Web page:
The Jindo is a medium sized, spitz-type dog with pointy upright ears and a raised, curly tail. The dog comes in a variety of colors with white and orange-tan being the most common. Once used for hunting and guard duties, the dog hails from the southwest island called Jindo. Owners say it is loyal to a fault, highly intelligent and brave. One leading breeder described the Jindo as "clean and dignified".

Over the years, the Jindo's bloodlines became tainted as it mixed with mutts on the island. To remedy this, South Korea recognised it as a national treasure in 1962 and set up breeding facilities to develop dogs that would set standards. The protection helped spark a Jindo revival but it also made it almost impossible to send purebred dogs overseas unless a breeder can navigate through a maze of bureaucracy.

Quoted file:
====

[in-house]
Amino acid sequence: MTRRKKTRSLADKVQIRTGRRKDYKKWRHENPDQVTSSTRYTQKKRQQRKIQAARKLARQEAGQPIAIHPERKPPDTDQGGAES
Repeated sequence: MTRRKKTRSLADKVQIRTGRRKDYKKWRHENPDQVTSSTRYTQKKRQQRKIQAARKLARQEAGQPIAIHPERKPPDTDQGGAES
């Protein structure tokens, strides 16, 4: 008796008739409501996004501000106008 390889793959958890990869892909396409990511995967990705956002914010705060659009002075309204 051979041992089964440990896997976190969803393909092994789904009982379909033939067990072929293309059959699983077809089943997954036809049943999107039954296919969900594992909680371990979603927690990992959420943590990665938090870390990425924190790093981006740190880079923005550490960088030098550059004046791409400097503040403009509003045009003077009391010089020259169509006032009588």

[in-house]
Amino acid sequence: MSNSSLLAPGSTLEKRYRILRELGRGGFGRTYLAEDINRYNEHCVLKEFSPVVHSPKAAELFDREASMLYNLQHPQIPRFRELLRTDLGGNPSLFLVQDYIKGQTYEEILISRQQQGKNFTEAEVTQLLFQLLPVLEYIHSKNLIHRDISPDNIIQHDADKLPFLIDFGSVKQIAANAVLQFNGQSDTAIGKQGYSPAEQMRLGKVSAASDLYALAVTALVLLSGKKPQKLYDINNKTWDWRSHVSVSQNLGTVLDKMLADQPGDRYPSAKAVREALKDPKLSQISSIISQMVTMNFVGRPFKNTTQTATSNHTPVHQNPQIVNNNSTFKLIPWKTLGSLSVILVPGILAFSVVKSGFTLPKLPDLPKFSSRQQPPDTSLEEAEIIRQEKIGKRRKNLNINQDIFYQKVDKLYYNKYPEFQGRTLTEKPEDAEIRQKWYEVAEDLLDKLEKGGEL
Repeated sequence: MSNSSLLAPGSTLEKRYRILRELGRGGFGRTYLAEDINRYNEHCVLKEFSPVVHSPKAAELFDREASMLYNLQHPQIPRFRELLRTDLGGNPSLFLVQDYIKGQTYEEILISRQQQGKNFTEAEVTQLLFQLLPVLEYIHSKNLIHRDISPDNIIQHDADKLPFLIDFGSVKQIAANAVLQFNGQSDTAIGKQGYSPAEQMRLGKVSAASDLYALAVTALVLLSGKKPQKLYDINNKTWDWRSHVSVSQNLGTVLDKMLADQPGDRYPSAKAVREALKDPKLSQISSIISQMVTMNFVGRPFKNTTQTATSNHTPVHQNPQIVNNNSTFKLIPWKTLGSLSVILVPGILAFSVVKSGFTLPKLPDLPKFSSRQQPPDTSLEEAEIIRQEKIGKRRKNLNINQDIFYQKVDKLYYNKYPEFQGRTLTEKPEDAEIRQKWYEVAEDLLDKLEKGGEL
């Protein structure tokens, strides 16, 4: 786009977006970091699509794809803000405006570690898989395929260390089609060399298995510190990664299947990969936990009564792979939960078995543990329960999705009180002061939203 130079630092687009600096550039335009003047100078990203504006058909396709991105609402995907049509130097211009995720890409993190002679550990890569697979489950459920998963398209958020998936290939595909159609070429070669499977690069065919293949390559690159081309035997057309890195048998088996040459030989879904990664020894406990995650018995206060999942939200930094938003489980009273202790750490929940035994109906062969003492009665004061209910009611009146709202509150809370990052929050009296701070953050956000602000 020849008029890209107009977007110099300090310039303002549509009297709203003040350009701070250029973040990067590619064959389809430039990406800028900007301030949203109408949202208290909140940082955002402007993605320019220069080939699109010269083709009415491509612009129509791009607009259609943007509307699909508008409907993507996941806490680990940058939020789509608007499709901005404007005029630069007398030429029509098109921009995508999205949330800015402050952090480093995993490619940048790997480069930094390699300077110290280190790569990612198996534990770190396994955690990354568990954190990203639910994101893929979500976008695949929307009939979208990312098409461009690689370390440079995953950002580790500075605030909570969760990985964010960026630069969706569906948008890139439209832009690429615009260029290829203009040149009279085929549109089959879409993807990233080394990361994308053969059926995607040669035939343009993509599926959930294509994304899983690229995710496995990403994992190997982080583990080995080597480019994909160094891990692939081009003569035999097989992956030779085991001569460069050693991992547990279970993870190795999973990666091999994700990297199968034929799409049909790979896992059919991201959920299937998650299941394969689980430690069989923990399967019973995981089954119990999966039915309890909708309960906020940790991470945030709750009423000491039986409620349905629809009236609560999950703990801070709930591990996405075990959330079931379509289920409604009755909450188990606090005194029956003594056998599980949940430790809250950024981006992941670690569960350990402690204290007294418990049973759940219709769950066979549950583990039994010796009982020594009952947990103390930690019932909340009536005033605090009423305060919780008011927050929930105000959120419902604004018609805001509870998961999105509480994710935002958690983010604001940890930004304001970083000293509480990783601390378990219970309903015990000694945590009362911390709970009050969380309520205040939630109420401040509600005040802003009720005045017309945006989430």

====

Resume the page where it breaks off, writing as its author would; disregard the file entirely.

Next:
"Adult Jindo dogs branded as national treasures must stay inside of Jindo Island," said Park Byung-jin, manager of the government-run Jindo Dog Research and Testing Centre that breeds the dog and serves as a gateway for government approval to send certified purebreds abroad.

Park Jong-hwa runs the Mosan Jindo Dog Research Centre just south of Seoul and said the dog may not yet be ready for the international stage. "The main problem with the Jindo is it's a one-man dog and lacks good social skills," said Park, who has been breeding Jindo dogs for about 45 years and who has nearly 170 of them living in a kennel attached to his home. Park has been trying to breed out some of the Jindo's anti-social characteristics and establish what he feels should be standards, which has put him at loggerheads with the government's facility on the island of Jindo.

Parks said the Jindo adapts well to its surroundings and can find its niche in a cramped Manhattan apartment or suburban home with a yard. "I have absolute confidence that the Jindo one day will enter the international show ring and compete against other leading canines in the world."

[Source: Reuters UK]

09 June 2008

Hot Enough for You?

As Ace and his good friend Joey can tell you, it has been pretty darned hot -- meaning it's time for a list of tips to help your dog cope with summertime heat.